Understanding Key Frames in Adobe Flash
Before I begin, let me warn you that Adobe Flash is, by no means, an easy program to work with, let alone master. That being said, the projects you can create are amazing and will infinitely add to the quality of your website. Plus, the simpler projects aren’t too bad to complete once you understand one of the most basic concepts of Adobe Flash; keyframes.
When I started working with flash, despite the tutorials I watched, I did not truly grasp keyframes, the different types, or what they did, but possessing an understanding of these things will help you learn flash much more quickly.
Let’s start with some definitions:
Keyframe– insert a keyframe to mark a change in the instance of a symbol or the property of the symbol. For example, you would insert a keyframe to add some sort of ActionScript (Code that can create interactivity, etc.) or to change the property–i.e. the color, size, etc., of the symbol. You can also use keyframes to insert motion tweens that will allow you to change the position of the symbol and create movement.
Blank Keyframe– insert a blank keyframe as a placeholder for a keyframe you plan to insert later or for a frame that you intentionally plan to leave blank.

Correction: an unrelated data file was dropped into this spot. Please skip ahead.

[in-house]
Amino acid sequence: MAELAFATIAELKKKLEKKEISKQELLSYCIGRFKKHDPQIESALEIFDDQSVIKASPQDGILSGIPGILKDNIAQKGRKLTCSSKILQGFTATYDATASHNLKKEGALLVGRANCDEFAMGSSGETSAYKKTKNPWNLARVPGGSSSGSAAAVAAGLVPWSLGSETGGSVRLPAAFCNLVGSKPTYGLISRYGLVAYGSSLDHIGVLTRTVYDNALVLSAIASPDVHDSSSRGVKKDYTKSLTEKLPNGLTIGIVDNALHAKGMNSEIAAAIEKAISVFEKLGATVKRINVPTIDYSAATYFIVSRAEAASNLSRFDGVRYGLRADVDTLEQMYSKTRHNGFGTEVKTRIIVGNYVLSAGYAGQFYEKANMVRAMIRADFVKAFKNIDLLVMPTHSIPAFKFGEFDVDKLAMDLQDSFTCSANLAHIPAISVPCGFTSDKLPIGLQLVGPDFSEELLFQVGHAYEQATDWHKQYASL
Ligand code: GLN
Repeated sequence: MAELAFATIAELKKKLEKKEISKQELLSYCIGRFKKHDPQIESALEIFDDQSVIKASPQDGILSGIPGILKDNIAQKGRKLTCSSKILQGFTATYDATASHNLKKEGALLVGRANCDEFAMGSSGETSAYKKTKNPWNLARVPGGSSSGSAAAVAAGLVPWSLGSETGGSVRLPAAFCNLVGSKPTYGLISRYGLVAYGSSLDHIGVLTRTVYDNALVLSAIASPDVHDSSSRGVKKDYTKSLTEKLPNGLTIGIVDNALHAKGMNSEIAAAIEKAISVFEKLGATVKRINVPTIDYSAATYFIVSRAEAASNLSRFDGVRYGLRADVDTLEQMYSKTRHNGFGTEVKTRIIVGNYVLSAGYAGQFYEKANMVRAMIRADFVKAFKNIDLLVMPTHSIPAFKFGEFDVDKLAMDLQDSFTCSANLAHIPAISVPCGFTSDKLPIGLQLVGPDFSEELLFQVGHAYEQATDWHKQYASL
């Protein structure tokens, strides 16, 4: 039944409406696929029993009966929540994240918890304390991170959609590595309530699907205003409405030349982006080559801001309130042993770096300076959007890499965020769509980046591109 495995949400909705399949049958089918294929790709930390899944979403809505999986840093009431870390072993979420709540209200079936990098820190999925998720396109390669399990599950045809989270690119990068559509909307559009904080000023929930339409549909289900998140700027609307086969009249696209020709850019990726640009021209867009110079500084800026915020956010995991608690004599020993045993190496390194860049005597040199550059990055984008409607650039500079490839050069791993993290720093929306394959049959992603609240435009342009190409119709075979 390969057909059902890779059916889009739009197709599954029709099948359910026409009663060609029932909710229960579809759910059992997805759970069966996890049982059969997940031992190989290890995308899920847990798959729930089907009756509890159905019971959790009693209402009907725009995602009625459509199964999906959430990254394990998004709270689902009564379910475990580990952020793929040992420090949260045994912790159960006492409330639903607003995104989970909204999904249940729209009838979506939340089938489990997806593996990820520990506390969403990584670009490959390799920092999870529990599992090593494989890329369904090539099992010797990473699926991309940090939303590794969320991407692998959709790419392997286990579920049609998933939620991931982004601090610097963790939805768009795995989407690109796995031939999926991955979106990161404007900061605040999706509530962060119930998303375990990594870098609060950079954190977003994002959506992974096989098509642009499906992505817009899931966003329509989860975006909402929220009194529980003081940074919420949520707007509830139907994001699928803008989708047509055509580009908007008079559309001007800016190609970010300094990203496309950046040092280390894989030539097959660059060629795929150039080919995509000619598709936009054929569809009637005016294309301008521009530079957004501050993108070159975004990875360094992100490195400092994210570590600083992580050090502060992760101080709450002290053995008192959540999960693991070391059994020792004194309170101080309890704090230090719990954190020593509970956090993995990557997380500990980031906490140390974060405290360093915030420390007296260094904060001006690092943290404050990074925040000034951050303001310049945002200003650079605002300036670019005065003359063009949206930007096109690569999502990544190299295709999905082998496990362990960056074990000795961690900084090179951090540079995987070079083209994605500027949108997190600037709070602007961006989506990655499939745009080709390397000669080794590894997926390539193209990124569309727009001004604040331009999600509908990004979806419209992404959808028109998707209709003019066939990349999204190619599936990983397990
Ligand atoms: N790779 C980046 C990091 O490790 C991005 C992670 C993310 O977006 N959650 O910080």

To insert either type of keyframe, simply click Insert–>Timeline–>Keyframe (or Blank Keyframe).
Now that you know what they are, here’s some helpful tips about keyframes that I wish I would have known when first learning flash.
Hint #1: You can use the same keyframe to mark multiple changes. Initially, I thought that I had to insert a new keyframe for everything. I inserted one for a change in position, one for a change in color, etc., until I had many keyframes all lined up next to each other, which reminds me of…
Hint #2: You can use the same keyframe to mark a shift in multiple symbols. Although you will generally use different layers for different symbols, if you have two symbols in the same layer, you can use the same keyframe for both. This will also help you avoid having too many keyframes, which leads me to…
Hint #3: Do not insert keyframes right next to each other. Having keyframes so close can create jumps in your project, particularly when the frame speed is relatively fast. And finally…
Hint #4: Do not forget to end with keyframes. Obviously you will need to stop the movement, or the fade, or whatever effect, eventually, so make sure to insert another keyframe to signify that the change will stop. This is very important when using motion tweens and ActionScripts. In fact, ActionScripts will not even work if you do not insert a stop keyframe.
Now that you have this new knowledge, apply it! Play around in flash, but make sure to remember my tips and tricks. It will save you some time and plenty of frustration when starting your project.